Diligent diarists have a secret weapon: an exclusive spyhole to the past, the view relatively unobscured. 26-year-old Lucy Dacus typed up thirteen of her teenage diaries, deploying their contents with unflinching vigour on her third album, ‘Home Video’.
That Dacus is an obsessive chronicler of events should come as no surprise: after all, the American indie songwriter’s previous album is called ‘Historian’ for a reason. Throughout ‘Home Video’, she possesses a historian’s detachment in her straight-up presentation of the past – and a historian’s frustration with the parts that can’t be pinned down: slippery emotion, misunderstandings and missed calls, the scratch and fade of broken-down communication.
Dacus recorded ‘Home Video’ in Nashville in the summer of 2019, but many of the tracks had been steadily coming into focus since the release of her 2016 debut album ‘No Burden’. She toured tirelessly in those years, both solo and with boygenius, the supergroup she plays in with Julien Baker and Phoebe Bridgers.
Dacus eventually returned to her hometown of Richmond, Virginia – the setting of her diaries – to discover she’d outgrown the streets like a pair of childhood jeans. Newfound fame stopped her from slipping back into the comforts of home. “Now you’re a firecracker on a crowded street,” she sings on ‘Home Video’ opener ‘Hot & Heavy’. In search of her old identity, she rummaged further back into the past.
Songwriters will veil truth in ambiguity, sink fact in fictional murk, shroud reality in romanticised lines. Dacus wears her history on her sleeve. Plundering her diaries, and family home videos, the new record – stories of early love, unrequited love, queer love, platonic love, self-love, bad love – stays unclouded by hindsight, nostalgia, or present-day concerns. Purple prose flowers nowhere, yet despite their plain-spoken lines – “You don’t owe him shit even if he said you did” – these songs are as poetic as they come.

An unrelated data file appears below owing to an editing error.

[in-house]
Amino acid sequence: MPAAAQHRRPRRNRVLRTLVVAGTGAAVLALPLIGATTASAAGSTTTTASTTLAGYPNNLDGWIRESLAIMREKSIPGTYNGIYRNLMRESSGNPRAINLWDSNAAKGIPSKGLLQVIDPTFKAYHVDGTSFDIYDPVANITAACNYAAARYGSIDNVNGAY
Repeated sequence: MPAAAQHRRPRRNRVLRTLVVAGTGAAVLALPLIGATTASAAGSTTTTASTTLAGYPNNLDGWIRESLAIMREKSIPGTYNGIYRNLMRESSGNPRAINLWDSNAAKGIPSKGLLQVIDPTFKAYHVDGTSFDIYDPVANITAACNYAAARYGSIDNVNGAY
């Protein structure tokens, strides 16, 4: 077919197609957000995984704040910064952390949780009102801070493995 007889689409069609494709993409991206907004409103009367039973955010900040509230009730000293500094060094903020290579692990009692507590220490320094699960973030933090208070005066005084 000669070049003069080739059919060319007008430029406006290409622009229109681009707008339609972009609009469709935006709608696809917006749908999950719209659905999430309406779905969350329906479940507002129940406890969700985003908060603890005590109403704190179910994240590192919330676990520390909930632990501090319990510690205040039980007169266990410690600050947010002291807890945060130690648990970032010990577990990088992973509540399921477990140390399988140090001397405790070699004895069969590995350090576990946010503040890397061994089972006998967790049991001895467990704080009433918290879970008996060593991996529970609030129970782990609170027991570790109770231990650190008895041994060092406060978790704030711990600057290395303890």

She begins ‘VBS’ (vacation bible school) like it’s a short story. “In the summer of ’07 I was sure I’d go to heaven, but I was hedging my bets at VBS,” she sings. “A preacher in a T-shirt told me I could be a leader / Taught me how to build a fire, and to spread the word.” Specific detail – nutmeg, peach pits, Slayer – root down the existential despair of a bible camp boyfriend, while angry teenage guitar bursts at the song’s seams.
Far from glitchy fuzz, ‘Home Video’s quietly polished production allows Dacus’ writing to breathe, elevating it in places. As a friendship is subsumed by a relationship on ‘Christine’, the song is subsumed by a final rush of air: a friend’s eternal love. ‘First Time’ skitters to its end like a tape unspooling. Long-time live favourite ‘Thumbs’, a fantasy murder ballad rooted in the truth of her friend’s abusive father, brandishes love at its fiercest via music at its sparsest and most hymnal.
Softer at the edges than previous albums, ‘Home Video’ makes more room for piano, synth, and acoustic guitar, amid Dacus’ trademark indie fuzz. Her vocals are unerringly clear – no shying away from these stories – even on the auto-tuned ‘Partners In Crime’, the only instance of warped Home Video light-leak. In this tale of an illicit encounter, the adult need to present a false version of yourself looms behind the teenage flutter of love-me-not petals.
Still, dishonest men are only a tiny bit worse than patronising boys. On ‘Brando’, Dacus goes to the afternoon movies with a condescending young date. “You think you’re Brando but you’ll never come close,” Dacus laughs. She’s not even interested in Brando, anyway, more concerned with real events than those on screen: “I watch you watch ‘It’s A Wonderful Life’”.
But maybe the sudden percussive burst before the devastating final verses of ‘Cartwheel’ – “betrayal like I’d never felt before”, a friend abandoned for “a soccer player at the senior high” – really serves as the record’s crux. Jolts of truth and ceaseless love propel ‘Home Video’, from queer longing to the love of friends who rise you up and hold you steady.
One track, ‘Going Going Gone’, ends with the jubilant, relieved cheers of Dacus and her friends – including Bridgers and Baker, who guest on a few tracks – a studio snapshot that shows Dacus hasn’t stopped documenting history. The past may be going, going, gone – but Lucy Dacus won’t disappear with it.